Reviews: Seventeen Seventy Six
History and Fiction combine for a useful bit of education
No, 1776 does not meet the demands of truly "accurate" historical fiction; however, neither are its story and characterizations created from whole cloth like such films as Braveheart.As such, it remains a film that is both educational to casual historians and still entertaining enough for casual viewers, while not leaning either way far enough to infuriate the more professional members of either category. The film is driven quite successfully by skilled actors playing multi-faceted roles. None of the major parts can be called two-dimensional, and it's clear the cast enjoyed sinking its teeth into the complex facets and philosophies of the Founding Fathers. Perhaps the greatest advantage of the film is that it manages to give the often austerely-portrayed fathers of the United States a certain irreverence and roughness in their manners and actions while still showing the potential for greatness underneath. Ben Franklin, as portrayed by Howard de Silva, is probably the most immediately memorable and quotable, but it's not long before the audience is paying just as much attention to Adams and Jefferson. And the film captures the atmosphere of the Second Continental Congress perfectly, warts and all. The films music also blends well with the shifting tone; catchy and engaging songs with light subject matter dominate the first half and establish the characters, while deeper, more foreboding music appears in the second half. Thus the audience will often laugh and enjoy such Ear Worm music as "Richard Henry Lee" or "Mr. Adams," and find itself broadsided by the perfect counterpoint in "Mama" and "Molasses to Rum." The film does have some serious deviations from the historical record, but considering those deviations often focus on forgotten founding fathers (no one who watches this film will ever forget Richard Henry Lee or John Dickinson) or act as an abridged portrayal of ongoing political conflict (the slavery issue), it won't insult historians if a student starts asking about the actual person. All in all, this is an excellent film, and an excellent slice of edutainment.
Who knew 1776 was such an amusing year?
1776 is about John Adams, Benjamin Franklin, & Thomas Jefferson all trying to get the rest of Congress to agree to vote for independence, and in a bid to stall for time, end up creating a declaration of independence in the process. They manage to do so, and that's the film. At least, that's what it is on the surface. While the film does offer an interesting — and often amusing — look at the history of the declaration, and the people behind it, it also offers some scathing social commentary on Congress on as it was then, and of how it, in some ways, still is today. It's a miracle for Congress to decide on anything, and if they do, either it's something completely inane or unneeded, or if it is worthwhile, it takes them forever to actually make their decision. And they won't always make the best choice. One could say it's why we needed a President, but Congress still holds a fair amount of power, so I think the film's complaints about Congress still hold up. It also gives some good reasons as to why we just didn't outlaw slavery back in good ol' 1776. The South really didn't want to part with their slaves, and some of you probably already know this. But what some of you may not know, and what the film is clear to point out, is that, despite the North hailing themselves as great slave-free colonies, they're the ones actually responsible for bringing the slaves over; it hits nearly everyone so hard, and it seems that the Declaration is nearly screwed, because the Declaration explicitly called for an outlaw on slavery. Of course, they manage to salvage the situation, but said salvaging includes having to save the outlawing of slavery for a (much,) later time. Sad, but true, and it just goes to show how important forming this new nation was. In the end, 1776 is a very well-written fun, filled with a fine bit humor, but not afraid to get serious when need-be, which is fairly often. It brings the people behind the declaration to life, whole also pointing out that the Congress of yesteryear may not be so different from the Congress of today. I'd say more if I could, in that absence, I'll just say that if you want a good movie about the Declaration, or are just looking for a fun, tense well-written money, then look no further then 1776. Oh, and the songs are good too. :)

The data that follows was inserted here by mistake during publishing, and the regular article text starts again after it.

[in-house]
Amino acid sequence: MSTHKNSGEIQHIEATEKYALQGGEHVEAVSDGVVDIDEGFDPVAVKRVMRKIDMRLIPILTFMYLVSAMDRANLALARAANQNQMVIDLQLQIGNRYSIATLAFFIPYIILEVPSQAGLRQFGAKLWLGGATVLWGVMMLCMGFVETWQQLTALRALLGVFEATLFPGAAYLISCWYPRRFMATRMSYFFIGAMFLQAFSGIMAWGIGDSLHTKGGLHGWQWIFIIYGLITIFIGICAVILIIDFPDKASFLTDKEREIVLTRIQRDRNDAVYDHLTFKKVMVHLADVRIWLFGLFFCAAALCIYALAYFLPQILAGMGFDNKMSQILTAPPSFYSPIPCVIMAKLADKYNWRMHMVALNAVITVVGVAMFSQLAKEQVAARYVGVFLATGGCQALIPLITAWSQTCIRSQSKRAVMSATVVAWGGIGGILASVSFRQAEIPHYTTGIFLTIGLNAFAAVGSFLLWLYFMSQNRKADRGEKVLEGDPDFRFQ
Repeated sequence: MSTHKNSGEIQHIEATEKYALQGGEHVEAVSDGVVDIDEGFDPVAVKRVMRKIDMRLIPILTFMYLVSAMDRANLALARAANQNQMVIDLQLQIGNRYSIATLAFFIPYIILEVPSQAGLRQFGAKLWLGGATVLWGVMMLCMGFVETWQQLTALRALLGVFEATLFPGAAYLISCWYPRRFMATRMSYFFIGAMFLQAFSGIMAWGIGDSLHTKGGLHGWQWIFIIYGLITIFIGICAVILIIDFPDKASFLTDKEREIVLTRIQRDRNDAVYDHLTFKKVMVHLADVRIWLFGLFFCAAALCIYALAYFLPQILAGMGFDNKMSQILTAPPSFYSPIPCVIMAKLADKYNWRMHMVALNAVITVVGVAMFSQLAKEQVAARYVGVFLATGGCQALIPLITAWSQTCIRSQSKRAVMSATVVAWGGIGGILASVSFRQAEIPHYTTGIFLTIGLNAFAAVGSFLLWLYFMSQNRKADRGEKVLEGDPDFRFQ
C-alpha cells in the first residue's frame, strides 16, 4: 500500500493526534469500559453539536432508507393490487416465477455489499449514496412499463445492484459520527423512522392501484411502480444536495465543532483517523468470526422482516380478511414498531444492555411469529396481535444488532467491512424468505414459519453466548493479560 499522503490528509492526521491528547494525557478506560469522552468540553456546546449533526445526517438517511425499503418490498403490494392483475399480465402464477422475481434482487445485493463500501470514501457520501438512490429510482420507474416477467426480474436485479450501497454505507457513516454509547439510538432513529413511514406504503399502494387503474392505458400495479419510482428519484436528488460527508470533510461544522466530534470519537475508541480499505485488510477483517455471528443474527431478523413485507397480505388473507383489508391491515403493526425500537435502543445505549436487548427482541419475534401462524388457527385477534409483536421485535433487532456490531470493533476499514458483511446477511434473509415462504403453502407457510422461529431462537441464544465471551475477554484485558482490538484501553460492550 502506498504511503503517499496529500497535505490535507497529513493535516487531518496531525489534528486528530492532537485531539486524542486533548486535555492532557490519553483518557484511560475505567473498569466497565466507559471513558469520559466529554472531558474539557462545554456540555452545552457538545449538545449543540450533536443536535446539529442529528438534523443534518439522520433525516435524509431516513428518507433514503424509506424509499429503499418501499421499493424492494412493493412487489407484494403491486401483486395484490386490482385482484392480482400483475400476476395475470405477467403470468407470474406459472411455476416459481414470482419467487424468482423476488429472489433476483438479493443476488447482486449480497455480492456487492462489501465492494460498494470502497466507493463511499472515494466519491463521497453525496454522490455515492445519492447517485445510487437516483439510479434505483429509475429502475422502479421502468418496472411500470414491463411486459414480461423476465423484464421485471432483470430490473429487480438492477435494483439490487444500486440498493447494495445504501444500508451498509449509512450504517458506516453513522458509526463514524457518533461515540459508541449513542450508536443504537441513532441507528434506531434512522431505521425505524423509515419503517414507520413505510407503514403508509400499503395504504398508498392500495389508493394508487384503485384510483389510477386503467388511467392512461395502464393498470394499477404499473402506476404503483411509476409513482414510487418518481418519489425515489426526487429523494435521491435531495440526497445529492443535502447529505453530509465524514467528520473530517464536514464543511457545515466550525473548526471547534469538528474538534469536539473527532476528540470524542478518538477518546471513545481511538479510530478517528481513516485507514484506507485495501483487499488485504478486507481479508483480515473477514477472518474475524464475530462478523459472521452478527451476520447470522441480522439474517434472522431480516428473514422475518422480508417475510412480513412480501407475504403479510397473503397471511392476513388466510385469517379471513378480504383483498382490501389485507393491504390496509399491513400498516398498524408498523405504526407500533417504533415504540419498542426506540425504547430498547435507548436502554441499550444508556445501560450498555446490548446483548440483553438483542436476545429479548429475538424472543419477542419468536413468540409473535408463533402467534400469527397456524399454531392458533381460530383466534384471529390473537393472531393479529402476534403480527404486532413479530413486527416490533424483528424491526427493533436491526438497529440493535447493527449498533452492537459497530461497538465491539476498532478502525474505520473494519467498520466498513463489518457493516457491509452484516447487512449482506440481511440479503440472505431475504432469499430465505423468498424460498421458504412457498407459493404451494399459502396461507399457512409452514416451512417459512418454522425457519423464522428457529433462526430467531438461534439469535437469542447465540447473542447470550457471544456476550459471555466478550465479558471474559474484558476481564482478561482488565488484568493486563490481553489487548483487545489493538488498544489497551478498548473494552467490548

It was good over all
In history class we watched this movie. At first I thought 'meh', but after watching it, I found it to be quite interesting. The premise was good, and the actors were the perfect actors to play their characters. Especially the actor playing John Adams. (I was convinced that he could have actually been John Adams.) It was an overall good movie.